Federal Agencies Widen the “Open Door” with Tribal Leaders

A wide variety of federal agencies and Administration representatives listened to these issues, concerns and recommendations, each at the conclusion of the session providing a summary of what they heard, actions to be pursued and a commitment to the open door for further, deeper conversations to identify solutions and solve the problems identified. Comments were provided by Dr. Susan Karol, Chief Medical Officer, Indian Health Service and Pamela Hyde, Substance Abuse and Mental Health Services Administrator, both from the U.S. Department of Health and Human Services; Dr. Anthony Wilhelm, Associate Administrator for Telecommunications and Information Applications and Director of BTOP, Office of Telecommunications, National Telecommunications and Information Administration from the U.S. Department of Commerce; Janey Thornton, Deputy Under Secretary, Food Nutrition and Consumer Services of the U.S. Department of Agriculture; Dr. Ann Bartrtuska, Deputy Under Secretary for Research, Education and Economics, U.S. Department of Agriculture; Karol Mason, Assistant  Attorney General, Office of Justice Programs, Department of Justice; Charles “Monty” Roessel, Acting Director, Bureau of Indian Education, Joyce Silverthorne, Director of the Office of Indian Education, and David Jayo, Senior Advisor to the Secretary, Department of the Interior. The federal agency representatives confirmed the need for a more holistic approach, federal agencies working together and partnering with tribes, breaking down siloes and, specific for education, growing the Native American and Alaska Native teaching workforce, supporting the implementation of Native history, languages and culture across the curriculum, seeking congressional action for policy proposals and funding, and fulfilling the responsibilities of federal agencies to help increase the educational success of Native youth and tribal communities.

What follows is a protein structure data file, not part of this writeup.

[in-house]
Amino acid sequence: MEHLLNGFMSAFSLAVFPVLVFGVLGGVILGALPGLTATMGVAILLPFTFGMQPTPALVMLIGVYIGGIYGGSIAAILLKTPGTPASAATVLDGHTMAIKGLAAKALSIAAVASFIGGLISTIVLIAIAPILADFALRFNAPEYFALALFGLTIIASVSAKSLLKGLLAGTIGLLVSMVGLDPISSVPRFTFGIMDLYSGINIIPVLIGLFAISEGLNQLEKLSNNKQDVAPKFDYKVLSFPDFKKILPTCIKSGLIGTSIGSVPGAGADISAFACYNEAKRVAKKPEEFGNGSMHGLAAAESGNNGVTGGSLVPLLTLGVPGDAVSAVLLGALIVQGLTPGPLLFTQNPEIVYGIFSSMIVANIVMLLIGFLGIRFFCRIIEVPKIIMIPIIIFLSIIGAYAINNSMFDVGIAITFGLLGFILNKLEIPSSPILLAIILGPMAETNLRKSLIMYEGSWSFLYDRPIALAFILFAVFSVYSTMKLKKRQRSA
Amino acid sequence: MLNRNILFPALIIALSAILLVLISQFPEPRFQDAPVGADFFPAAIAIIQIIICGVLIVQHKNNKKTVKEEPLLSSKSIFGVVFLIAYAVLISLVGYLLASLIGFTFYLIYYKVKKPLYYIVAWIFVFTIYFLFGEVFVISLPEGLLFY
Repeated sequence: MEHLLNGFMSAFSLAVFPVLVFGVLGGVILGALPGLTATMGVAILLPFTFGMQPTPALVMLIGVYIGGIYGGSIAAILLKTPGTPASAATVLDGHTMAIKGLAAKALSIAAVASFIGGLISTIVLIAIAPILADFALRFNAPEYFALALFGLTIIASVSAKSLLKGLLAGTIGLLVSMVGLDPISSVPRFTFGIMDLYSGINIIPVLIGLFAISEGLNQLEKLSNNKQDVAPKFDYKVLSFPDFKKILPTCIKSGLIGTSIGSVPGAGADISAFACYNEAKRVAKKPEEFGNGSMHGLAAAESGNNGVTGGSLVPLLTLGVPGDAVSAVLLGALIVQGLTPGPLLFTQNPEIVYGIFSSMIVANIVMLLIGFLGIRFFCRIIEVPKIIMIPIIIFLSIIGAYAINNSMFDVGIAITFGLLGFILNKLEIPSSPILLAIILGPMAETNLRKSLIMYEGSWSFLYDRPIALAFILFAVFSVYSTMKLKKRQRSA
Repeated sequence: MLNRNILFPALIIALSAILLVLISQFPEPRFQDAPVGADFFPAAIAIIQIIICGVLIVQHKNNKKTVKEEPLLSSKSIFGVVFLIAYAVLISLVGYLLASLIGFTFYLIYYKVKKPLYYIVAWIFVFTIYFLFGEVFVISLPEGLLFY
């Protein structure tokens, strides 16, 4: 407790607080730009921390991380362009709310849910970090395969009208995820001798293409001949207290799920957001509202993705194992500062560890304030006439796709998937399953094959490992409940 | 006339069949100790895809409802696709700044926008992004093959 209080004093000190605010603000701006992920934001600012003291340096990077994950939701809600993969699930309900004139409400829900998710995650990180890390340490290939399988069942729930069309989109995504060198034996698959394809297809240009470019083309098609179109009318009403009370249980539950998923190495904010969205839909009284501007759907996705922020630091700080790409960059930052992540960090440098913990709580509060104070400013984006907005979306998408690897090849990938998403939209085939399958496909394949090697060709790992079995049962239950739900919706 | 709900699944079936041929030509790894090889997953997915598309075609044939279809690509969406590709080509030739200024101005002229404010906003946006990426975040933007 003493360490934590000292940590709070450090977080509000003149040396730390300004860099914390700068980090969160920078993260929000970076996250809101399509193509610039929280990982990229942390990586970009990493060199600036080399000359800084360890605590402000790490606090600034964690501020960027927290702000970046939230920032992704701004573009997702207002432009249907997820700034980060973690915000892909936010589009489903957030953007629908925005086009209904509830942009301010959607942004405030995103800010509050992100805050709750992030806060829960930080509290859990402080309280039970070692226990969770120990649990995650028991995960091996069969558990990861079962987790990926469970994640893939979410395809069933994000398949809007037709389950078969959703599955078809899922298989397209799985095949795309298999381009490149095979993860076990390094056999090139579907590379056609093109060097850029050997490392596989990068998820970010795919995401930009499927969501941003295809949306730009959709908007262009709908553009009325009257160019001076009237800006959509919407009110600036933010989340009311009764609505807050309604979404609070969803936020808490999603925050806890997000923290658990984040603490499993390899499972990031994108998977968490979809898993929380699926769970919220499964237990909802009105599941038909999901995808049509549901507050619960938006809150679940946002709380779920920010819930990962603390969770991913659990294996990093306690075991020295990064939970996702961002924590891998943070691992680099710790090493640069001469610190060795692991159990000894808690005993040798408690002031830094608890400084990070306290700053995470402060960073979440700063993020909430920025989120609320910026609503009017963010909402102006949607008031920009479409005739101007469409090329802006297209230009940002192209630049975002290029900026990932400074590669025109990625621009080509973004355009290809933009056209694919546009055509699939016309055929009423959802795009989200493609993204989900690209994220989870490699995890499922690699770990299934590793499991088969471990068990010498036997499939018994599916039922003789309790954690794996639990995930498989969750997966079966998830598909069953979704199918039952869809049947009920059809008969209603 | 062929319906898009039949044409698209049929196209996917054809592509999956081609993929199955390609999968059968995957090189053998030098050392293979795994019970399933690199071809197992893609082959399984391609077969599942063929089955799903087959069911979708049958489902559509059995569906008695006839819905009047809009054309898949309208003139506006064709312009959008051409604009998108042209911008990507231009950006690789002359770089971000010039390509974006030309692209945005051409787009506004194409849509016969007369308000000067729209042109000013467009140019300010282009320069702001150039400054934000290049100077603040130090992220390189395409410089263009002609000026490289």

What’s Ahead

A forthcoming report that summarizes the recommendations and results from the conference will be provided to the tribal leaders and federal agency representatives to address the needs and work ahead of us! We look forward to being a strong partner in these efforts and invite you to connect with the White House Initiative on American Indian and Alaska Native Education through our website at and email us at where further updates will be provided on our progress in the months and years ahead.

Martha Kanter is the U.S. Under Secretary of Education and William “Bill” Mendoza is the Executive Director of the White House Initiative on American Indian and Alaska Native Education